The coronary artery thrombus that causes acute myocardial infarction can be lysed, and reperfusion can be achieved, in the first few hours after infarction. However, the infarct vessel will reocclude in 15–30% of patients, and this event is frequently associated with pain, reinfarction, arrhythmias, or death. The risk of reocclusion is greatest in patients with high‐grade residual stenosis after thrombolysis. Percutaneous coronary an‐gioplasty may be performed safely after thrombolytic therapy. Angioplasty effectively decreases the degree of residual stenosis, and may thereby reduce the risk of reocclusion and consequent ischemic events. However, a substantial proportion of patients with acute infarction are not suitable candidates for angioplasty. Coronary artery bypass surgery has also been safely performed within several days after thrombolytic therapy. Further studies are needed to determine which patients will benefit most from this aggressive approach to acute myocardial infarction.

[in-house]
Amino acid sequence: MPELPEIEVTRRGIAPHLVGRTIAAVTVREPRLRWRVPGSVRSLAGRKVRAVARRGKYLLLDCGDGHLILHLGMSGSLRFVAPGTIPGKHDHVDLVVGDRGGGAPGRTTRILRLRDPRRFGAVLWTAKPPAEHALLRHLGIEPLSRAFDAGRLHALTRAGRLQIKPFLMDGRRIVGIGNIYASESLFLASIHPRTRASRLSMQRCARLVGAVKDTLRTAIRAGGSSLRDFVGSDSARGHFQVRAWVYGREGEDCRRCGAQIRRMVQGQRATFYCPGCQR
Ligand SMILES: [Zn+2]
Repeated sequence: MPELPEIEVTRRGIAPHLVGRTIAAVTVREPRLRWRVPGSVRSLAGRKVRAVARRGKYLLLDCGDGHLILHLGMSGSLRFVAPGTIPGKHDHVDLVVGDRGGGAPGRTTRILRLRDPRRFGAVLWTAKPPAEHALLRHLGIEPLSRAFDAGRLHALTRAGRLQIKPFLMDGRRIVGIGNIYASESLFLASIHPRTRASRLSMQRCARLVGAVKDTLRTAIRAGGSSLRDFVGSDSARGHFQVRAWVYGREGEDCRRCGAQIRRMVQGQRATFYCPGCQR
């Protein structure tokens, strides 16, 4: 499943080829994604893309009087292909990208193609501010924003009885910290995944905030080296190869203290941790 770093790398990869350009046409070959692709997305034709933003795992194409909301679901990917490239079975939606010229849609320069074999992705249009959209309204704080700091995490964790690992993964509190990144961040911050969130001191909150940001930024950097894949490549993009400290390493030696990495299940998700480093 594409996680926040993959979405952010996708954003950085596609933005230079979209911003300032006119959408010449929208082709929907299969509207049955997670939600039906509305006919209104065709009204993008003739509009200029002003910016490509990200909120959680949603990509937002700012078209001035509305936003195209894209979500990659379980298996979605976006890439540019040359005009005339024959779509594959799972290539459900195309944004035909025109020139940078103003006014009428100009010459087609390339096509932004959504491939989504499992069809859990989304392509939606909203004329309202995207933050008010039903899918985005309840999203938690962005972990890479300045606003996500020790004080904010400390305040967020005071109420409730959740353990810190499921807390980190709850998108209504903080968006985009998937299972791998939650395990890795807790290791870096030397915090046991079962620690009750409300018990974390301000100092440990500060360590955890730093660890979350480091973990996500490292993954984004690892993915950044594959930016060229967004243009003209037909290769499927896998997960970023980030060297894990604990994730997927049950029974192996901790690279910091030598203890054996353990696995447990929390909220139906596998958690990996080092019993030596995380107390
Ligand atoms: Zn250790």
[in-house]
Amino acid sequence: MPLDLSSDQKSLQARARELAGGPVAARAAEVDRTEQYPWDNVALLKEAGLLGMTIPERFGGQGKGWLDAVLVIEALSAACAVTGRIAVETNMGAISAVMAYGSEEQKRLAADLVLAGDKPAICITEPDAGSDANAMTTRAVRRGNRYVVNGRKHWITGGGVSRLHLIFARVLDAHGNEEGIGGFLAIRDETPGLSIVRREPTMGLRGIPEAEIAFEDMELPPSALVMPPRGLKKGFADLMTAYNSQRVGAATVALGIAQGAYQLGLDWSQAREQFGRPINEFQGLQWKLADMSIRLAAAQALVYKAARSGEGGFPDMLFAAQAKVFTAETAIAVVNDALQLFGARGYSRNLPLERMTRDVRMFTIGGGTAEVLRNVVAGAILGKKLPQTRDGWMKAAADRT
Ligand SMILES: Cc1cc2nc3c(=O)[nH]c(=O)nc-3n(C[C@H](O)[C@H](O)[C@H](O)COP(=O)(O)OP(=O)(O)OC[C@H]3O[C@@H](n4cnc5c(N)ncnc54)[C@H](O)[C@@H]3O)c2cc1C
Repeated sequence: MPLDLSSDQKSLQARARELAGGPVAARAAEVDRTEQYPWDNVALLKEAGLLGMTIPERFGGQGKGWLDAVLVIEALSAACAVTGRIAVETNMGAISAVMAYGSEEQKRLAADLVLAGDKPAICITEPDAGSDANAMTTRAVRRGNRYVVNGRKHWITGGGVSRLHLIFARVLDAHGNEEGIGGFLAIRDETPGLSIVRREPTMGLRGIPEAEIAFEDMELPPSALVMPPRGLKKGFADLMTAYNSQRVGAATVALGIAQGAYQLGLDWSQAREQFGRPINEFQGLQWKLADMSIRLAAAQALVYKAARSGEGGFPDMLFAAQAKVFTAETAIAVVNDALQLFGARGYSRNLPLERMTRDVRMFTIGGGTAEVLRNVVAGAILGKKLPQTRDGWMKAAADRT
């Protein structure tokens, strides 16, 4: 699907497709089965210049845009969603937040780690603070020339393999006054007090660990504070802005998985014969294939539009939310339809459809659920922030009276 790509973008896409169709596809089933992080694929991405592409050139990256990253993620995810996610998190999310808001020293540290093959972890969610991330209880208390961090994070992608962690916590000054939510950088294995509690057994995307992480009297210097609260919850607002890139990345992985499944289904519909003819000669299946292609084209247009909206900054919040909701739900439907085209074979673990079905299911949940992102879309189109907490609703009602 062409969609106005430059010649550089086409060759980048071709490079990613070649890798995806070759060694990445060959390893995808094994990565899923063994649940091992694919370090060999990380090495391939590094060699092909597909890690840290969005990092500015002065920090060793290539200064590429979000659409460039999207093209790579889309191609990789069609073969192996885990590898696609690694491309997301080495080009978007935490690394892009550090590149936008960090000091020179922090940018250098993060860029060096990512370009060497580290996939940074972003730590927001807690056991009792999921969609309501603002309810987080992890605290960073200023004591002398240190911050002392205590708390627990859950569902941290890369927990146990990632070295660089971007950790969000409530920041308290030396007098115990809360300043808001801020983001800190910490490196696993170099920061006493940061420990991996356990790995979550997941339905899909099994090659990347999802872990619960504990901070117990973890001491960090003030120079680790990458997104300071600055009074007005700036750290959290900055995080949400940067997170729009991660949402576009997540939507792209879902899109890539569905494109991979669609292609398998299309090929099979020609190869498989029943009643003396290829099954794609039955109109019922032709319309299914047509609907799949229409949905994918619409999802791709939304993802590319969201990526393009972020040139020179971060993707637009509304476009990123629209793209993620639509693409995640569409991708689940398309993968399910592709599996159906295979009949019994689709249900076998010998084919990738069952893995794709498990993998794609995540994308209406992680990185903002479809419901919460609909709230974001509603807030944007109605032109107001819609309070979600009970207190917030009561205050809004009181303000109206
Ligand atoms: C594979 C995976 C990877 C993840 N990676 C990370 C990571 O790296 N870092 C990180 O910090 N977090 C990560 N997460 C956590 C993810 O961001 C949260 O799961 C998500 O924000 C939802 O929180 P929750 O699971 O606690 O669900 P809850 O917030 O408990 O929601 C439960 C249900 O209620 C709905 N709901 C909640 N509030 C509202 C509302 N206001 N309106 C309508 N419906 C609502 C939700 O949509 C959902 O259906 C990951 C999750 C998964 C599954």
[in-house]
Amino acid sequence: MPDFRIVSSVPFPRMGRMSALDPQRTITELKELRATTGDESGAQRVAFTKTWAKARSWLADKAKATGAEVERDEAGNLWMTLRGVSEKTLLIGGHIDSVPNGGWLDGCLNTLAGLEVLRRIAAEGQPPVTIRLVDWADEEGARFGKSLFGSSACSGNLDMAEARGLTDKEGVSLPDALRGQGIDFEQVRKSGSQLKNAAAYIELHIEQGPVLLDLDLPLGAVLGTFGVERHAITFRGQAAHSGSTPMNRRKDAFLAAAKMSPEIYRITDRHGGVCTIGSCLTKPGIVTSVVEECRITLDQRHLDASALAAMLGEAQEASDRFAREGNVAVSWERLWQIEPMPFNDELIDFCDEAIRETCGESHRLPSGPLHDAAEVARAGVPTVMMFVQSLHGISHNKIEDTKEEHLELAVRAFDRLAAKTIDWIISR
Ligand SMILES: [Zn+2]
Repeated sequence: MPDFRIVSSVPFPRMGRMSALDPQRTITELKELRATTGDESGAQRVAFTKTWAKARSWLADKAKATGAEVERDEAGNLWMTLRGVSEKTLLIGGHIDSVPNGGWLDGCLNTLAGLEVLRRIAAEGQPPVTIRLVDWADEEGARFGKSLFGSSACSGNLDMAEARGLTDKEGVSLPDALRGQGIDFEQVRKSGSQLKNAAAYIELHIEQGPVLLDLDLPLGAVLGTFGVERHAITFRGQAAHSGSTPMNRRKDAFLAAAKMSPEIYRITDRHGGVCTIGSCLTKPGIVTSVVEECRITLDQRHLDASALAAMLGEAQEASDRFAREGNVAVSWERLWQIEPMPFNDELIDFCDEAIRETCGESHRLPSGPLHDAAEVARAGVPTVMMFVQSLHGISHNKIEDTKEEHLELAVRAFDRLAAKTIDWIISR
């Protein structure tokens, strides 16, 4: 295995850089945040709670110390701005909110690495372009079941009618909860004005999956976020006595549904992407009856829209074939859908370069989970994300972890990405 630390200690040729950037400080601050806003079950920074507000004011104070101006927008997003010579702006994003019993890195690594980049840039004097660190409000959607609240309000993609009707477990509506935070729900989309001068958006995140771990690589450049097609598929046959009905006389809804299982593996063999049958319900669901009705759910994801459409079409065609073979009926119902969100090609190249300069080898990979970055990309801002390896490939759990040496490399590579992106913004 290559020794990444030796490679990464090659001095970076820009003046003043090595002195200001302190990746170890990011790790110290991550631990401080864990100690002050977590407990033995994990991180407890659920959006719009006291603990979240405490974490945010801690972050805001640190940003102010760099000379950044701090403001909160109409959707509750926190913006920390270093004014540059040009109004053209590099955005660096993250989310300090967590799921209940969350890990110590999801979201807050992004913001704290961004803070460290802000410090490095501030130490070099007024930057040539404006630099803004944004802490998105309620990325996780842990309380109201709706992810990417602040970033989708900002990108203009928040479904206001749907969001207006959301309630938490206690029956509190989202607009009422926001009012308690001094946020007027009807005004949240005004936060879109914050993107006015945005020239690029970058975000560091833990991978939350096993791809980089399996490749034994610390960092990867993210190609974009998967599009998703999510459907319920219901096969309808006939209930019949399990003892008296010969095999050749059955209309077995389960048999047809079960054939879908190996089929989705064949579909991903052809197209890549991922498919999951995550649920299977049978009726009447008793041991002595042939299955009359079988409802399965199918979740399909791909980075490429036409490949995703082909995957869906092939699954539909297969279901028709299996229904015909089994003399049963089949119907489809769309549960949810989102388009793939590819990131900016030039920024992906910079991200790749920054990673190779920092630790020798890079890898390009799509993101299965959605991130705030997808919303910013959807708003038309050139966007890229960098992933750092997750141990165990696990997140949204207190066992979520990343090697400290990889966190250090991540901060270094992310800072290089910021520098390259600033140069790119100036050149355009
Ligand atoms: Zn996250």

|Original language||English (US)|
|Number of pages||5|
|State||Published - Sep 1985|
- coronary artery disease
- myocardial infarction
ASJC Scopus subject areas
- Cardiology and Cardiovascular Medicine